Liversidge allows his work to be manipulated and subsequently formed by influences beyond his control; his artworks are investigations of coincidence and not limited to the language of a single medium.
Liversidge will present, for the first time together, work relating to his ongoing fascination with duplication, pairs and the psychological phenomena of Pareidolia, the condition where upon the sufferer tries to make sense of the world around them by looking for a pattern, visual structure or, more commonly, a face.
Using a portable typewriter, Liversidge begins each project with a series of written proposals which precisely set his intentions for the show. ‘It is important (he says) that these are descriptive and not prescriptive, they are the starting point to the work.’ Each is written in response to the experience of a place and vary in their chance of being accomplished. For his exhibition at Tate Liverpool in 2008 for example, Liversidge proposed to ‘drain the Albert Dock’. Both the framed proposals and the physical act they dictate constitute the ‘artwork’ and therefore, if the performance is not completed, Liversidge may not perceive the work as successful or comprehensive.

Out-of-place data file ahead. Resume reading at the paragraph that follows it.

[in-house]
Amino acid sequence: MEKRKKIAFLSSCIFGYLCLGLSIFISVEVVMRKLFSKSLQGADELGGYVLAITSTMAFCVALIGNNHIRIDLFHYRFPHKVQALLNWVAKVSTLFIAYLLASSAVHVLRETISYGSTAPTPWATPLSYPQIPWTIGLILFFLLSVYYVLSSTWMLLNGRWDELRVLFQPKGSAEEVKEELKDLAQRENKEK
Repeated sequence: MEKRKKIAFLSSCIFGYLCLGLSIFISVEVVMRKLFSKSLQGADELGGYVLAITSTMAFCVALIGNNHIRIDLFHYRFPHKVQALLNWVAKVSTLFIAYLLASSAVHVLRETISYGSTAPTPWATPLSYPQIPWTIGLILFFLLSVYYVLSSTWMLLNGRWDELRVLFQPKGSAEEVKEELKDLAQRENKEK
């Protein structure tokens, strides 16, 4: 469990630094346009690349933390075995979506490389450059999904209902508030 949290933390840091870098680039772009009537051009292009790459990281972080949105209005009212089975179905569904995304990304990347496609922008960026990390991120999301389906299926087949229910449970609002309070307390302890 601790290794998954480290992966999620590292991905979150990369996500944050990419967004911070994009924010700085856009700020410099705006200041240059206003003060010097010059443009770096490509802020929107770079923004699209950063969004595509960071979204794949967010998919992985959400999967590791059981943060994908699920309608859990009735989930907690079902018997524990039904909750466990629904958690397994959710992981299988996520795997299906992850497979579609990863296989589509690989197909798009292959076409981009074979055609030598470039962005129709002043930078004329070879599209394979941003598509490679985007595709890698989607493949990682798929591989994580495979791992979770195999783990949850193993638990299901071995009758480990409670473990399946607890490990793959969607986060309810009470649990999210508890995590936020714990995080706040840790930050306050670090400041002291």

The exhibition also includes pairs of seemingly duplicate Polaroid photographs. They are taken minutes apart but intend to capture two images as near to identical as possible. There is an irreversible permanence to these photographs which is dictated by the immediacy of Polaroid technology. As with a typewriter, the controller only has one chance to capture what they intend, he explains; ‘…the analogue technology I choose to use has as much control of me, as I do of it’. In an age where advancements in digital photography and post-production can conceal such discrepancies, it is the imperfect product of these less sophisticated pieces of equipment that interests him.